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Ujiri says Raptors are "going to die trying" to win second consecutive title

TORONTO — There was a moment during his keynote speech Tuesday night that Masai Ujiri briefly looked at his phone. With the NBA trade deadline looming Feb.
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TORONTO — There was a moment during his keynote speech Tuesday night that Masai Ujiri briefly looked at his phone.

With the NBA trade deadline looming Feb. 6, rumours are rampant on social media, but the Toronto Raptors president warned not to read too much into phone calls.

"Every day there's phone calls in the NBA, that's just how the NBA works," he said after speaking at Tuesday's anniversary celebration of the Toronto branch of WISE — Women in Sports Events. "I was getting phone calls four months ago, I'm getting phone calls today. I got a phone call while I was up there (on stage). There's always phone calls."

Then again, Ujiri certainly isn't shy about making big deals. He shook the earth under his team when he shipped DeMar DeRozan to San Antonio for Kawhi Leonard in the 2018 off-season, then doubled down when he acquired Marc Gasol at last year's deadline for Jonas Valanciunas, Delon Wright and CJ Miles. History would make him look brilliant, as the Raptors captured their first NBA championship.

History, however, hasn't been kind to teams that have lost superstar players, and so most predictions pegged the Leonard-less Raptors as a run-of-the-mill squad this year. Expectations had Ujiri making some wholesale changes in a rebuilding effort.

But they're just a game behind Miami for second place in the East, and captured their fifth consecutive win on Wednesday when they beat Philadelphia 107-95. That's despite a rash of major injuries to key players Kyle Lowry, Pascal Siakam, Gasol, Serge Ibaka and Fred VanVleet.

Do they have another championship run in them?

"We're going to die trying, that's for sure. I know those guys and they're going to die trying. You see them, you see the attitude. I know nobody, not one person here in this place, would tell me that they thought we'd be competing now to be second in the East," Ujiri said after speaking to a crowd of about 300. "There's not one person that thought that with a championship player like Kawhi leaving. These guys have stepped up and we appreciate what they've done."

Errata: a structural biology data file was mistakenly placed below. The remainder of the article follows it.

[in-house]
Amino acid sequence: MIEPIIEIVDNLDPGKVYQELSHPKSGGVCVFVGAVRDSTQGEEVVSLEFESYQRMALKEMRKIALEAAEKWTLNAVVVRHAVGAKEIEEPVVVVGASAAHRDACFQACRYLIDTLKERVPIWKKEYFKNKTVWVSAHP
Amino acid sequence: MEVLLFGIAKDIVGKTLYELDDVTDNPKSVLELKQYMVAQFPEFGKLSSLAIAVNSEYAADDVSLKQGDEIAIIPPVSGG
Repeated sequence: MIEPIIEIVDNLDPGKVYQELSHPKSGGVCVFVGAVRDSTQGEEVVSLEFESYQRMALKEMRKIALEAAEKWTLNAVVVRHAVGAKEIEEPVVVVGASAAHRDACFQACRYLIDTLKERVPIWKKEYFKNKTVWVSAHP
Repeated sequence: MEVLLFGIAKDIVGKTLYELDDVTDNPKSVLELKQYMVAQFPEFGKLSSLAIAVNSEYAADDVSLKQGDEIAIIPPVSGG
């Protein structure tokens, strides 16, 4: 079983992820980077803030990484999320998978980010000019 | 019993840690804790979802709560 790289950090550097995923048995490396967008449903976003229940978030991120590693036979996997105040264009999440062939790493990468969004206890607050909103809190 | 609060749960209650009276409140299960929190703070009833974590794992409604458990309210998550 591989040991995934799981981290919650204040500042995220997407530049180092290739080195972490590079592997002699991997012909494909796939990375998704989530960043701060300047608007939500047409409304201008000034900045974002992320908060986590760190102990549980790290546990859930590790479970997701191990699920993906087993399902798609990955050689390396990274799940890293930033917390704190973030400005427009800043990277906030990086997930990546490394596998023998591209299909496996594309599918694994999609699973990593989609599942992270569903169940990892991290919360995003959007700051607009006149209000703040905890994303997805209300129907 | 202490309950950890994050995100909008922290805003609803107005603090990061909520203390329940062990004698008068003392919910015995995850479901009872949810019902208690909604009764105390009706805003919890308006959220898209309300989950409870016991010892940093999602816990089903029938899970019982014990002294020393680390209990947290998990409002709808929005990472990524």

Ujiri bristled when asked whether his team had some valuable assets for the trading block.

"I don't see our team and our players as pieces, honestly and assets," he said. "When people mention pieces and assets, to me it doesn't tally. I see our players as basketball players and human beings.

"If we do something, it's out of the fact that we think this is giving us a chance, or a bigger chance, and right now I think we have that chance, if we continue to play ball and continue to figure it out. I'm proud of the guys, and I look at them as what we have. You never know what those days bring you, but I'm really proud of our guys."

While Leonard is gone, the confidence from winning remains. The Raptors have shown through their injury-riddled season that they know how to win — and it extends beyond just the key players. In Wednesday's win, six players scored 16 or more points. 

"It just shows how versatile we are and how many good players we have, we got a lot of guys that can put the ball in the basket and a lot of guys that can do different things and I think it just meshes well," Norman Powell said. "We've got a lot of guys who are gritty and tough. We're going to fight to get after it."

The Raptors (30-14) could make up some ground in the Eastern Conference in the next few weeks, as only three of their next 13 games are against teams with winning records. Toronto is in New York to face the Knicks (12-33) on Friday.   

This report by The Canadian Press was first published Jan. 23, 2020.

Lori Ewing , The Canadian Press

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